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Plugging in the British: EU defence policy
The European Union and Britain both want to carry on co-operating on defence after Brexit. But working out how will be challenging and require a constructive approach on both sides. That is the key conclusion of a new research paper ‘Plugging in the British: EU defence policy’ by the Centre for European Reform that explores how this mutually important defence relationship might develop after Britain exits the bloc.

 

The UK wants a new partnership that will enable it to work with the EU in deciding and planning joint operations, such as Operation Sophia against people-smugglers in the Mediterranean. But that would go beyond the arrangements the EU currently has with non-members. The EU’s ambitions for defence autonomy and the business interests of some member-states also risk shutting out third countries like Britain that want to participate in the development of new military kit, like the next generation of fighter jets. For the EU’s part, it has an interest in working with the UK as it is one of the few European states with specialist battlefield capabilities, like airlift, or surveillance and reconnaissance, and a sophisticated defence industry.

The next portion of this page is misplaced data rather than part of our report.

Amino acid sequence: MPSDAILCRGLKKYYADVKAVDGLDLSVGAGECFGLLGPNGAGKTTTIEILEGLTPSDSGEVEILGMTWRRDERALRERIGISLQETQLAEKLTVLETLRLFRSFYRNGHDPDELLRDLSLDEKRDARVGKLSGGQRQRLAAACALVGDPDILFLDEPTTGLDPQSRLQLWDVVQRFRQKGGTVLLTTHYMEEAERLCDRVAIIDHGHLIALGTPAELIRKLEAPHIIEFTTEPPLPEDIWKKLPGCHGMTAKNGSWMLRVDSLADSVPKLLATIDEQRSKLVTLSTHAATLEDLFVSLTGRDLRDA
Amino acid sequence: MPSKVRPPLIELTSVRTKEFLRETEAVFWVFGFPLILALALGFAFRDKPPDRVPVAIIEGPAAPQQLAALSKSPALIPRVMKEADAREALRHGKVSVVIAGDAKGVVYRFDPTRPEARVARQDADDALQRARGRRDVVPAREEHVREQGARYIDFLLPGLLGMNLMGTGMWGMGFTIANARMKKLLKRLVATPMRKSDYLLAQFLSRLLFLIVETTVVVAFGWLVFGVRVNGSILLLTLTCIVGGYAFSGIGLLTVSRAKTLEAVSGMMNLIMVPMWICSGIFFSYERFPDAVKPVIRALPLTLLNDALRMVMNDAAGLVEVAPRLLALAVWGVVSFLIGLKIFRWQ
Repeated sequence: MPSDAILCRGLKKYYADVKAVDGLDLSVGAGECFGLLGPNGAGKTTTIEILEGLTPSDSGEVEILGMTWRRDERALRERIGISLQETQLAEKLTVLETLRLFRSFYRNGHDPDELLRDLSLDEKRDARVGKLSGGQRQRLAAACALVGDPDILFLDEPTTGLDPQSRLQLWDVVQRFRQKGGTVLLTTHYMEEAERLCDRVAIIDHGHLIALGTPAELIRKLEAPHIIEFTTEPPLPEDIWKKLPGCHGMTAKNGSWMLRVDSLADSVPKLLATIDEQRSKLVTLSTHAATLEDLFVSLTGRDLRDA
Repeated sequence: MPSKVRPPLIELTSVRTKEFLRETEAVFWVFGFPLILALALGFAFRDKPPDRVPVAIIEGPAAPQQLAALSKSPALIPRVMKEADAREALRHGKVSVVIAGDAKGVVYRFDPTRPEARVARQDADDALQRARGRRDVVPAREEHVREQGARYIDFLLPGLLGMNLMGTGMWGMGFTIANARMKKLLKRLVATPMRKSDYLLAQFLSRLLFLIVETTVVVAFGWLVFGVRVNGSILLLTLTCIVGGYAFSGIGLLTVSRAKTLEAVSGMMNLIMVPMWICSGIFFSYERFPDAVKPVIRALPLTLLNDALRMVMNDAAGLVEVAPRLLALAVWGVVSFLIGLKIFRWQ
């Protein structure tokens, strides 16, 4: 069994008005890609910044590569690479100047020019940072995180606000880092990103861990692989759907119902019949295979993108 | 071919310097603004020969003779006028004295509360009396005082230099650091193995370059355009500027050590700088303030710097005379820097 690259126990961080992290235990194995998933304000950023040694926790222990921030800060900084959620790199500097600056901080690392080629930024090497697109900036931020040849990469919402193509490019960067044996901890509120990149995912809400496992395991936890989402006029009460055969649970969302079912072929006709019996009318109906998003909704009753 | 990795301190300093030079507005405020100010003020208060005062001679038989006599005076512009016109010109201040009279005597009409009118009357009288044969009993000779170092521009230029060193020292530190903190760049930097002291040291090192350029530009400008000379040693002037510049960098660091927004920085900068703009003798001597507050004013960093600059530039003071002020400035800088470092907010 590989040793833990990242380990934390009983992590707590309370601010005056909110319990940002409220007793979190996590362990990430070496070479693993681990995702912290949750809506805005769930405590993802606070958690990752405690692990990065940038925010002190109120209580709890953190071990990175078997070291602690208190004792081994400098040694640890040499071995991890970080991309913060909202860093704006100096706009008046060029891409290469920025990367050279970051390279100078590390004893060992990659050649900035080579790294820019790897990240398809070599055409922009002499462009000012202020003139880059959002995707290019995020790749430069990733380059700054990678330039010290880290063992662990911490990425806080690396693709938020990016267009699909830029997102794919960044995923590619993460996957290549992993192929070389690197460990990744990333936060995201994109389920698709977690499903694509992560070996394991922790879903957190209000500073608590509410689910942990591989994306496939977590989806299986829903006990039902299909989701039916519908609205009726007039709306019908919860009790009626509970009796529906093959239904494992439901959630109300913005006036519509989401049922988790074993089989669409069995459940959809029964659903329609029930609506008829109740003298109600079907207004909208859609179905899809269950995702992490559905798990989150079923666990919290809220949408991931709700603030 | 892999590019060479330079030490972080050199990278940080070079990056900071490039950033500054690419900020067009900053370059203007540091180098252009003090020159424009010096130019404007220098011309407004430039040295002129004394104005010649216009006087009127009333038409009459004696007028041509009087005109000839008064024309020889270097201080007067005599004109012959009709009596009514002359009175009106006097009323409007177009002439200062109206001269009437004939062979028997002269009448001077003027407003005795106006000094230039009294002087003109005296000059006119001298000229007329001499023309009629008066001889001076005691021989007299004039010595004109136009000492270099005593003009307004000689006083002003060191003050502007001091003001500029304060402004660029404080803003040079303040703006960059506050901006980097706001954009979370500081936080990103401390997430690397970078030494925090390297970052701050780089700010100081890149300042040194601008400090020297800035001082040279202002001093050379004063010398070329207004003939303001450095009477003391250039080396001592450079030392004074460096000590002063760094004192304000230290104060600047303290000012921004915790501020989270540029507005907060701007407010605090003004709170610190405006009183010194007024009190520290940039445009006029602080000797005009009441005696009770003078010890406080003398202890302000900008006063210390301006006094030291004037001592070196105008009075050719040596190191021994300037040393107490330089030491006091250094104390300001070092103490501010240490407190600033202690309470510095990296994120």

The CER paper recommends the EU avoids treating the UK as just another third country after Brexit, and instead establishes a new arrangement that balances British commitments to provide troops and hardware with UK involvement in planning and decision-making. The two sides will also need a new agreement on information sharing to allow the UK to participate in sensitive future defence-industrial co-operation. The research paper also makes a series of other suggestions, including for the UK to continue to pay into Athena, the EU’s financing scheme for military operations, and an agreement on satellites including access to Galileo’s Public Regulated Service.

 

Theresa May and her government have, since Brexit, repeatedly stated their commitment to European defence. The EU should take the British at their word. Defence co-operation after Brexit should be a positive-sum game,” said Sophia Besch, CER research fellow and author of the paper.

 

‘Plugging in the British: EU defence policy’ is the second in a series of publications from a joint project with the Konrad Adenauer Stiftung Great Britain Office that explores how the EU co-operates with partners outside the bloc in areas other than trade with a view to informing Britain’s Brexit options. The first paper focused on foreign policy, and the third will look at law enforcement and counter-terrorism.
The full paper is published by the CER. More information can be found at www.cer.eu
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